I was being coached on rack pulls and was told to arch my back as hard as I could. I did so, started pulling the weight, and YANK; there went something in my lower back. Severe sharp pain indicated the end of my lifting session as well as the next week or two of training. I didn’t know as much as I did now, but the injury — and time away from training — all could have been avoided with a better spinal cue.
There are two basic types of incorrect spinal position in lifting: over extension and over flexion.
Over Flexion, Round Back, or Lumbar Hyperkyphosis
This is the position that most coaches, especially the inexperienced, are most afraid of. It’s the default position for new trainees and very easy to identify. New trainees look like this because a) they do not have any kinesthetic awareness (i.e. have no control of what their body is doing), b) typically have no hamstring or lower back strength, and c) have very poor mobility.
Correcting kinesthetic awareness and mobility take time, so the quick and easy fix is to say “arch your back”. Usually this cue will improve a new trainee’s mechanics immediately, and usually hamstring strength, kinesthetic awareness, or mobility don’t have to be addressed for months. This means that people who only coach beginners will default into cuing “arch the back” and ignore other variables. If you neglect to address these variables and just focus on increasing the lifting load, then at some point they’ll experience an injury, great or small. Increasing the weight lifted is not necessarily synonymous with getting stronger.
Over Extension, Arched Back, Hyperlordosis
This position is difficult to distinguish from a neutral (i.e. correct and optimal) spinal position, therefore inexperienced coaches overlook it. Experienced coaches occasionally think an overly arched back is acceptable to avoid a rounded back, but a good coach will cue the correct position to avoid injury.
Two areas are often affected by hyperlordosis: the thoracolumbar junction (where the thoracic and lumbar spine meet) and the lumbosacral junction (where the lumbar and sacral spine meet — see image below). These are easy landmarks any coach should be able to identify on their trainee, but don’t worry about the more complicated anatomy under the skin right now. Here we will focus on how the overly arched position is a great way to cause disc irritation or strain muscles.
Note the junctions between different areas of the spine. Click for larger view.
Why These Positions Are Bad
Both spinal position extremes, flexion and extension, can cause injury and are indicative of a lack of strength and positional control. Whether we call this kinesthetic awareness, neuromuscular efficiency, coordination, technique, or mechanics is irrelevant; let’s set the rhetoric aside and briefly discuss why each position is poor.
An overly flexed spine means that the related spinal muscles are not doing their job of holding the spine and pelvis in place. It’s important to remember the integration of spine and pelvis in lifting mechanics as it will determine stability, transmission of force, and subsequently overall strength. If the muscles aren’t doing their job, then they don’t get stronger. But a secondary impact is that other muscles can’t do their job when the spine and pelvis are out of position. The best and most obvious example is with the hamstrings.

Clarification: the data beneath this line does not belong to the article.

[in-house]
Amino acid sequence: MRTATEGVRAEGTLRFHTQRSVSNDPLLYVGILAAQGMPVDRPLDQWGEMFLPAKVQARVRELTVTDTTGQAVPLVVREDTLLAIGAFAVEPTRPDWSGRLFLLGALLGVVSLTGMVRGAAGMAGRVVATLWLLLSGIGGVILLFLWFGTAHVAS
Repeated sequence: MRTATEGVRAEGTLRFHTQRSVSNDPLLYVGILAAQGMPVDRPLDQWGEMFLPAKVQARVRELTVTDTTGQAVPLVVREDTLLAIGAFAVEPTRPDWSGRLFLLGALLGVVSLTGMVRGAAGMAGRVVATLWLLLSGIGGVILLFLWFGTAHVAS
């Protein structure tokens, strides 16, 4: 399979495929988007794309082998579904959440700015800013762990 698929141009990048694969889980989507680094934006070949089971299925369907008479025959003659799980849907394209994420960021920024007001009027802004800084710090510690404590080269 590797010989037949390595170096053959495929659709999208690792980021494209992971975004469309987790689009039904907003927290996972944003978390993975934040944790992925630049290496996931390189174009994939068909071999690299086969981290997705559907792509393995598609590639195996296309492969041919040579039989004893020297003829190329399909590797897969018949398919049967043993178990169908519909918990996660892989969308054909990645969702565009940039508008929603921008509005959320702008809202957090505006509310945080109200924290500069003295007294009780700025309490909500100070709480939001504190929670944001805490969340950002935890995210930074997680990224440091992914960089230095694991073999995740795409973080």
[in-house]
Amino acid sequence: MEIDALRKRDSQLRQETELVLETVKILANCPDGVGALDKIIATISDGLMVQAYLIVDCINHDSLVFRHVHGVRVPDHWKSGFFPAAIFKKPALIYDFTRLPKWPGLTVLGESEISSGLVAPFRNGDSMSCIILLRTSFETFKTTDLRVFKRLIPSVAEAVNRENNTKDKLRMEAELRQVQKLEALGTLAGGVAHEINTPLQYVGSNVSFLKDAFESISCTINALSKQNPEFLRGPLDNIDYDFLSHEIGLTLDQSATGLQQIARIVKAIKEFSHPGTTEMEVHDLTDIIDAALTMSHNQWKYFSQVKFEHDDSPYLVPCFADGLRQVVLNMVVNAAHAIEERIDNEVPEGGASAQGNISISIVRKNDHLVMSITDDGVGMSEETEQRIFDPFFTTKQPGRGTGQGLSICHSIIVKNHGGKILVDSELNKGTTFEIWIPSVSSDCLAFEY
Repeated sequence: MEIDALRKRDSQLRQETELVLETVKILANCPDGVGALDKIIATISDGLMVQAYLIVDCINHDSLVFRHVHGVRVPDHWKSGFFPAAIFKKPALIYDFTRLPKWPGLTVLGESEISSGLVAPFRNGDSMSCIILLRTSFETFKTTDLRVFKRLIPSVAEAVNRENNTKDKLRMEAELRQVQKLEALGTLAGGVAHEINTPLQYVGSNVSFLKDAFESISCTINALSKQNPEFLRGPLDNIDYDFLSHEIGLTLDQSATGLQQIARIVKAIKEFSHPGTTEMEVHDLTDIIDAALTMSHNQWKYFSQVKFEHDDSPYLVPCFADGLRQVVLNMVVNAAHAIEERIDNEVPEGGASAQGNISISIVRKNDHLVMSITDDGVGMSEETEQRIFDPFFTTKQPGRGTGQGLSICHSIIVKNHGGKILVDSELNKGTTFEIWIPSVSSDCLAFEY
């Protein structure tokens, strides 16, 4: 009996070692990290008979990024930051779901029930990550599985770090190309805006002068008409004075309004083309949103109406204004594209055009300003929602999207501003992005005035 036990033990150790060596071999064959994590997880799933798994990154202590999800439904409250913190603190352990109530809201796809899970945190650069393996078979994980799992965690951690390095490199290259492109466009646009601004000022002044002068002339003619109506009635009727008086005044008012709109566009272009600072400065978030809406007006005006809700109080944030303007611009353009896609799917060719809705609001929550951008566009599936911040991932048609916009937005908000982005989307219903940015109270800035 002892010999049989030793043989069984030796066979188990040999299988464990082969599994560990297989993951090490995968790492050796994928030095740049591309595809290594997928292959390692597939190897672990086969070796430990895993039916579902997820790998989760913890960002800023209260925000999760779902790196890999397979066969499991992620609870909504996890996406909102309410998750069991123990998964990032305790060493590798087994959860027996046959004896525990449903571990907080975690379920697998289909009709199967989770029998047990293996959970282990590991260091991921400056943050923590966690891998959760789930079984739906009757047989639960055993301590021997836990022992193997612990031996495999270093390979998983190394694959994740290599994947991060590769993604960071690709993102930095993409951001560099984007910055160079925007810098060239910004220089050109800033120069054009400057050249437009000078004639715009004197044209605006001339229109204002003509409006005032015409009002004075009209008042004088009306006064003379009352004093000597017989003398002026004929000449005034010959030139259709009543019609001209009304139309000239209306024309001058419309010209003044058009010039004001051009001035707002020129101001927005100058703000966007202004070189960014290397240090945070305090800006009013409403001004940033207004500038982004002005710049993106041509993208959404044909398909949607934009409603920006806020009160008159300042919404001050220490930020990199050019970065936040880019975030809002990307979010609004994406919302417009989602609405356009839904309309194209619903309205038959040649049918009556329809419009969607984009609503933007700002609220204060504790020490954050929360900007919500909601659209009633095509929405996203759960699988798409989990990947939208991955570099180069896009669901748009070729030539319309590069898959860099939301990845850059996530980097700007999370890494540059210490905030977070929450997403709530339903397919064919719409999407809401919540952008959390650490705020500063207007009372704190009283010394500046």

A fantastic image I made long ago for this topic.
If the pelvis and spine are rounded — which is lumbar flexion and a posterior pelvic tilt — as they are on the right, then the hamstrings will be slack and the trainee will look like a dog pooping. If the spine and pelvis are in a neutral, stable position — a relative lumbar extension and anterior pelvic tilt — then it pulls the proximal (or higher) attachment of the hamstrings back, thus putting tension on them. If they are stretched and tense, then they can contract (left picture). If the hamstrings are slack and shortened, then they cannot be contracted any more and therefore will not contribute to the movement (right picture).
This example applies to the start of a deadlift or the bottom of a squat. Note the emphasis on “relative lumbar extension and anterior pelvic tilt” — if they occur too much then we can have the “over extension” problem.
Think of an overly extended spine as putting a kink in the body’s trunk, or something that weakens the transmission of force. However, unlike the rounded back, various muscles are contracted and maintaining tension, so everything may look and feel correct…until an injury occurs. This over extension puts a lot of stress on the vertebral bodies. Arching the back can open the intervertebral space in the front and close it in the back (see image below). Structures like the disc, tendons, muscles, or ligaments can fail in an acute injury and produce that “yanking” sensation followed by pain and inflammation.
Note in the right image how the posterior aspect of the lumbar spine could be pinched down if this spine was loaded with a lot of weight.
This is not supposed to be a comprehensive look at acute or long-term injury, but merely a demonstration to understand how loading the spine in this way could result in one. Long-term loading with hyperlordosis can worsen or cause poor mobility issues as well as degenerative disc issues. Using poor mechanics chronically is probably the most common cause of lifting related injuries as they will cause nagging problems, or will result in a “final stroke” injury (see The Final Stroke).
How To Cue A Better Position